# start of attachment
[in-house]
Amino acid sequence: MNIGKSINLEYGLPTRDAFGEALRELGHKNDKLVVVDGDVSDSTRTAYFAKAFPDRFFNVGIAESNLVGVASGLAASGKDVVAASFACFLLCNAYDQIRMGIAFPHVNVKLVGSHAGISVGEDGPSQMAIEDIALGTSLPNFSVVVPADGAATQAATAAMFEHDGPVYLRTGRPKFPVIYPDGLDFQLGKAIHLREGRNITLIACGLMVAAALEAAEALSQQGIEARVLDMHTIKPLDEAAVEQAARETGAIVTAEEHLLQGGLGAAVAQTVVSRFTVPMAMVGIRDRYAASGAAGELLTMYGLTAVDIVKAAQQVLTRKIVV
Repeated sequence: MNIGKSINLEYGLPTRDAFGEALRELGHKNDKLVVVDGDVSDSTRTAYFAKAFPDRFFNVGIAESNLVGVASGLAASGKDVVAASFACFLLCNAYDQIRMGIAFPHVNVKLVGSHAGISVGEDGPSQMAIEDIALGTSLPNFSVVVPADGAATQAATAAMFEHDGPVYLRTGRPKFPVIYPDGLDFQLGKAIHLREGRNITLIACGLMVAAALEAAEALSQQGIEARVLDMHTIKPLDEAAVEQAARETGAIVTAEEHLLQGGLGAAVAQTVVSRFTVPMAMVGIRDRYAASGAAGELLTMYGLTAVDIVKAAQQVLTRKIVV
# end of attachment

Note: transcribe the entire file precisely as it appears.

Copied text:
[in-house]
Amino acid sequence: MNIGKSINLEYGLPTRDAFGEALRELGHKNDKLVVVDGDVSDSTRTAYFAKAFPDRFFNVGIAESNLVGVASGLAASGKDVVAASFACFLLCNAYDQIRMGIAFPHVNVKLVGSHAGISVGEDGPSQMAIEDIALGTSLPNFSVVVPADGAATQAATAAMFEHDGPVYLRTGRPKFPVIYPDGLDFQLGKAIHLREGRNITLIACGLMVAAALEAAEALSQQGIEARVLDMHTIKPLDEAAVEQAARETGAIVTAEEHLLQGGLGAAVAQTVVSRFTVPMAMVGIRDRYAASGAAGELLTMYGLTAVDIVKAAQQVLTRKIVV
Repeated sequence: MNIGKSINLEYGLPTRDAFGEALRELGHKNDKLVVVDGDVSDSTRTAYFAKAFPDRFFNVGIAESNLVGVASGLAASGKDVVAASFACFLLCNAYDQIRMGIAFPHVNVKLVGSHAGISVGEDGPSQMAIEDIALGTSLPNFSVVVPADGAATQAATAAMFEHDGPVYLRTGRPKFPVIYPDGLDFQLGKAIHLREGRNITLIACGLMVAAALEAAEALSQQGIEARVLDMHTIKPLDEAAVEQAARETGAIVTAEEHLLQGGLGAAVAQTVVSRFTVPMAMVGIRDRYAASGAAGELLTMYGLTAVDIVKAAQQVLTRKIVV